• Ensure more accurate payments for new procedures, fewer rejected claims, improved disease management, and harmonisation of disease monitoring and reporting worldwide.
  • Allow the United States to compare its data with international data to track the incidence and spread of disease and treatment outcomes because the United States is one of the few developed countries not using ICD-10.

This said, ICD-10 has not been without criticism from some quarters. For example it does not highlight the mechanism of injury. The failure to produce mutually exclusive codes presents problems for determining the incidence of drowning events. It also differentiates between Asperger Syndrome and Autism almost solely on the basis of onset criteria.

The Blue Cross and Blue Shield Association (BCBSA) has issues with the timeline for moving to ICD-10 and Version 5010 standards. It believes that the notice period is too short and will lead to a ‘major meltdown’ among providers. They allege that the impact will include delayed provider and consumer payments, less ability to detect fraud and abuse, and higher IT costs due to the short deadline. BCBSA’s stand is backed by the National Committee for Vital and Health Statistics (NCVHS), which officially advises HHS on HIPAA matters. The American Medical Association and America’s Health Insurance Plans (AHIP) have also disapproved of the two-year switchover period.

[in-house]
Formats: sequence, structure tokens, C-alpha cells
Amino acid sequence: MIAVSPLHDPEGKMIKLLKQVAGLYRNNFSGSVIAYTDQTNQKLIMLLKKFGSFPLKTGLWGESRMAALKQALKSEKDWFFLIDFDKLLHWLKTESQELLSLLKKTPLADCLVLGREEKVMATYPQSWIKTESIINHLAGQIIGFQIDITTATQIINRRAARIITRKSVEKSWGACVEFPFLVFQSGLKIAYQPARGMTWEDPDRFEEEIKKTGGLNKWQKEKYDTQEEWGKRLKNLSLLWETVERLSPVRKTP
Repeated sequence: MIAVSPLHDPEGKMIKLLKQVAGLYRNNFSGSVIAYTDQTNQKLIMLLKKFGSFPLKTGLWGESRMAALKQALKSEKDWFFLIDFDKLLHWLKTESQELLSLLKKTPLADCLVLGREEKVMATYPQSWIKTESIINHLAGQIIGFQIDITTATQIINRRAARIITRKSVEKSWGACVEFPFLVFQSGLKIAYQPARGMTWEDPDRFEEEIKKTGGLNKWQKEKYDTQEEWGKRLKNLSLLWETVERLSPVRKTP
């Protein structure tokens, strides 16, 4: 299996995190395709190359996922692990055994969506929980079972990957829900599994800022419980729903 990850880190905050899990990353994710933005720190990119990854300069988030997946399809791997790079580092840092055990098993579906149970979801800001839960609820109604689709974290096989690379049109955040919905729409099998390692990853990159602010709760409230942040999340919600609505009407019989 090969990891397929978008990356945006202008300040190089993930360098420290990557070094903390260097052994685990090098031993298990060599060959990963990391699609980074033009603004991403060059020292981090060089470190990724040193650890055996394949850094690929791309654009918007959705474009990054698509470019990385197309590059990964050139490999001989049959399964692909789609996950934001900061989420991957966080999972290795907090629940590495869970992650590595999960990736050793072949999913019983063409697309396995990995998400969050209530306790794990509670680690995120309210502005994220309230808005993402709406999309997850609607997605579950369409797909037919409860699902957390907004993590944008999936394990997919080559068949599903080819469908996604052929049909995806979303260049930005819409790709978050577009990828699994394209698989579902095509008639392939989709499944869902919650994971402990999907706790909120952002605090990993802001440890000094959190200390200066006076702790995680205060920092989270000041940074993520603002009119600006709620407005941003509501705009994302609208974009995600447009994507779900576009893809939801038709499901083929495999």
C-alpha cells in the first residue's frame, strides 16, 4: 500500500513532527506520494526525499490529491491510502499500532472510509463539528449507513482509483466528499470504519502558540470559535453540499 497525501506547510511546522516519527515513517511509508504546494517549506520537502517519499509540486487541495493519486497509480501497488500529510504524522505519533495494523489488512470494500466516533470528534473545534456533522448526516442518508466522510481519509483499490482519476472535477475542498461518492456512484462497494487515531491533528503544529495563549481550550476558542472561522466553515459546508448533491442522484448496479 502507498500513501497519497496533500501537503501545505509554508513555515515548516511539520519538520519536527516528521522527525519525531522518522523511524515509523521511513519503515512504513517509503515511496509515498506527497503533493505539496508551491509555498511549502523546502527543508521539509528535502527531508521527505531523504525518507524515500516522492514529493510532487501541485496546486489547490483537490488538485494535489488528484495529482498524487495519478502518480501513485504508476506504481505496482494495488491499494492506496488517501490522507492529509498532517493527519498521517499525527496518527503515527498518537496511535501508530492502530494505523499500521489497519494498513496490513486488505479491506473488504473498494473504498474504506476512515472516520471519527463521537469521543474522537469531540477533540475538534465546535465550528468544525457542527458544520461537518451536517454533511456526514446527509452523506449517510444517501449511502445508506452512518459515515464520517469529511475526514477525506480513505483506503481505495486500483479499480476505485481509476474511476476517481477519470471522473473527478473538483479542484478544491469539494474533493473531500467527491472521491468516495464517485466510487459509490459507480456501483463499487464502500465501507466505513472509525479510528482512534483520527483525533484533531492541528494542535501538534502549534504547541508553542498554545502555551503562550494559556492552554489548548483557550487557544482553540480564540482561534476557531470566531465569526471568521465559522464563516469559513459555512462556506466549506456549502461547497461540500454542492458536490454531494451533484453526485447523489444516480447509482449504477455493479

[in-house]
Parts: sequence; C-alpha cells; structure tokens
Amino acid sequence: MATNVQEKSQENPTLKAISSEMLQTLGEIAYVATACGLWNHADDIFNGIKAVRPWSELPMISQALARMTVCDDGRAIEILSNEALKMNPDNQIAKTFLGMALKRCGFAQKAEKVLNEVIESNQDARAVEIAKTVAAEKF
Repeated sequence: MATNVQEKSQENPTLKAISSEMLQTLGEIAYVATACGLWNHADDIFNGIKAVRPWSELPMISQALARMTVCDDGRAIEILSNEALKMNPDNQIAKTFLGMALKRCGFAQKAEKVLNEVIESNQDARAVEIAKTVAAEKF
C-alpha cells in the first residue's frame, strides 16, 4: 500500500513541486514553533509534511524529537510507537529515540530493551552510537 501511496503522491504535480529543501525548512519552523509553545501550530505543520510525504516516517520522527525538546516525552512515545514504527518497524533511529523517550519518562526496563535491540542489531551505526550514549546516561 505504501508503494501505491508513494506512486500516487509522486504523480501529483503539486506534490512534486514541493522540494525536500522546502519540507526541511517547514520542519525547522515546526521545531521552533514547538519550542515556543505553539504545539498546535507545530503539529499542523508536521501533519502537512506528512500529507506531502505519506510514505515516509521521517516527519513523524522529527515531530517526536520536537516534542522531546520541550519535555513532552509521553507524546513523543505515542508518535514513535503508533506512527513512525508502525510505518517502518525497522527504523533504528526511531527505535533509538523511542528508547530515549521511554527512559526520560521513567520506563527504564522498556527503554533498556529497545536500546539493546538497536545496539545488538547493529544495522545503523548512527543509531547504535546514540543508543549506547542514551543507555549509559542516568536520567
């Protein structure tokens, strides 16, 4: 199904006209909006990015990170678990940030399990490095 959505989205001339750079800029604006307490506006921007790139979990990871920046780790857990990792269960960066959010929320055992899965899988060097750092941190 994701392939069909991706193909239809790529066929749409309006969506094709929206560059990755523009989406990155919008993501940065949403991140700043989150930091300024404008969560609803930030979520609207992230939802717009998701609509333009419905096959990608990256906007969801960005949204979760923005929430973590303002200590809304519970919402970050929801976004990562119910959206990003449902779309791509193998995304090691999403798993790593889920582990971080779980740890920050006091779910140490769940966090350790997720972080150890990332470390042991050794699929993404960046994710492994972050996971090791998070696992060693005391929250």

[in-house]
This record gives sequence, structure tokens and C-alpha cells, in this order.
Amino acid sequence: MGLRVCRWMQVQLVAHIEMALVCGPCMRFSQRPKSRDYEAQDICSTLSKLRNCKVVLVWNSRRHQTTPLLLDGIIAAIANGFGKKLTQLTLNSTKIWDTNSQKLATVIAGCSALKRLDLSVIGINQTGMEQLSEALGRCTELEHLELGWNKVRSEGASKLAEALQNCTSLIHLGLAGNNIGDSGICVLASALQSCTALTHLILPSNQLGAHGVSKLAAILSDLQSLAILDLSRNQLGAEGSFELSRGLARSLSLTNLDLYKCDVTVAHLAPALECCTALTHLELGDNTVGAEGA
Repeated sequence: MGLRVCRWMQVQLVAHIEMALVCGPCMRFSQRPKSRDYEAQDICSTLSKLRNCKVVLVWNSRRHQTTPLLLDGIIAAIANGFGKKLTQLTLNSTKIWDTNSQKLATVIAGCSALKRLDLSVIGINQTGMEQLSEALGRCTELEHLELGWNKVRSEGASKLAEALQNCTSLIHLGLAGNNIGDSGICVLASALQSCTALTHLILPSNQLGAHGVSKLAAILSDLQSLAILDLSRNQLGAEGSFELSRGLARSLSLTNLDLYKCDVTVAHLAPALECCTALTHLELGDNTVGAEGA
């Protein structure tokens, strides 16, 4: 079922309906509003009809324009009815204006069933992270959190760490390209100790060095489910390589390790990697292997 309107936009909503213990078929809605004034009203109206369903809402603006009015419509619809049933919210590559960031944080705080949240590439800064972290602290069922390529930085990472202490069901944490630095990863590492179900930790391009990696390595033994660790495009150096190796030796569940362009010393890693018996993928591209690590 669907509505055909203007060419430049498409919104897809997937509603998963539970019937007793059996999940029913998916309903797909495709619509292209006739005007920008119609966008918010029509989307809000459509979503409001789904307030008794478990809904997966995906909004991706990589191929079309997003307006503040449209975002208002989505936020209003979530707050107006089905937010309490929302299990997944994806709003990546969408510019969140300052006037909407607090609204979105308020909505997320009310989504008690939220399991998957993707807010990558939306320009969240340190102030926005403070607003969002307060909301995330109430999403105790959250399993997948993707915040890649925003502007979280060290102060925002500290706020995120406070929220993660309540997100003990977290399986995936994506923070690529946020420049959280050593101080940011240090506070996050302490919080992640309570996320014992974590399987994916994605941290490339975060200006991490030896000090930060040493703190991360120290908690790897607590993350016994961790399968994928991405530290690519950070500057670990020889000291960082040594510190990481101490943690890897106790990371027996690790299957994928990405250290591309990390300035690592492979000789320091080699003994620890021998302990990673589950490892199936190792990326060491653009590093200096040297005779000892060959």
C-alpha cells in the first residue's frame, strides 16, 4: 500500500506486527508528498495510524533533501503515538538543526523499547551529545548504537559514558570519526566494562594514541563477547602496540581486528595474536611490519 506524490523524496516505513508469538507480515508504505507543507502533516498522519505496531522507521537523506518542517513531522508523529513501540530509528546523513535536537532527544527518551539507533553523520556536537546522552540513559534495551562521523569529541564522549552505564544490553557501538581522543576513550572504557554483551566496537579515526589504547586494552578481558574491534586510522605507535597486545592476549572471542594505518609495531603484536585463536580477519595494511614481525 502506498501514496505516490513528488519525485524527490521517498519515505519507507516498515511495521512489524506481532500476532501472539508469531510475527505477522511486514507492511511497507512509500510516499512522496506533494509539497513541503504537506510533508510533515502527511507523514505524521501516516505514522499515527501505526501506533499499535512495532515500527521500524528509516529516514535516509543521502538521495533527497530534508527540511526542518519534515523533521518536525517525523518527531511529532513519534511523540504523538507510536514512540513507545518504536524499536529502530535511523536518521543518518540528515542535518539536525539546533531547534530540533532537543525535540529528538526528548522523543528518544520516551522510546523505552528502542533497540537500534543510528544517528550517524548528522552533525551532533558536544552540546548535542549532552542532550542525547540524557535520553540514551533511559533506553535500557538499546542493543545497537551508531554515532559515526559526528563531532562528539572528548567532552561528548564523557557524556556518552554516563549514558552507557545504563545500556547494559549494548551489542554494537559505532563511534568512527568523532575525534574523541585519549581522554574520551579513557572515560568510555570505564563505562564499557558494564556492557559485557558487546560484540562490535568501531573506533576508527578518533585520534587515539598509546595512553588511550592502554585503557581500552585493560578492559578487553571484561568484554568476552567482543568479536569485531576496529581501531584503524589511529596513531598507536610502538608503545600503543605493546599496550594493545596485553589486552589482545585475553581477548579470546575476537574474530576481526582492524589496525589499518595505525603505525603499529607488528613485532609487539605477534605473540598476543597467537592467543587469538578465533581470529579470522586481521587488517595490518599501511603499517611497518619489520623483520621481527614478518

The move from ICD-9 to ICD-10 will be expensive for the US. 95% of medical practitioners will have to purchase new Practise Management Systems or upgrade their existing ones. About two-thirds of practitioners will also need to buy code selection software in addition. ICD-9 has 17,000 codes whereas ICD-10 has over 155,000. HHS admits that the switch – like the NPI cutover – could initially cause significant cash flow problems for providers because of the increased risk of payment hold-ups due to coding and systems problems. HHS is predicting that claims-error rates will rise between 6 and 10% of all claims at the ICD-10 implementation date, up from a normal 3% rate typically seen for annual updates of ICD-9.

ICD is a precursor to the widespread use of electronic health records. There may be a need to expand the level of detail of classification entities by linking them to standard description of signs, symptoms and other descriptors of illness. These are being formally developed over the world as standard terminologies. The revision process should proactively define the linkage between terminologies (e.g. SNOMED-CT and other terminologies) and the ICD-11. The WHO believes that following the approval of the International Classification of Functioning Disability and Health (ICF) by the World Health Assembly as a WHO’s international framework to describe and report health and disability, there is a need to align ICD codes and their definitions with the ICF, and review their joint use as WHO reference classifications for public health purposes. According to a WHO collaborative study, the most common ICD-9 categories of diagnoses were depressive disorders, anxiety disorders, alcohol use disorders, and somatoform disorders.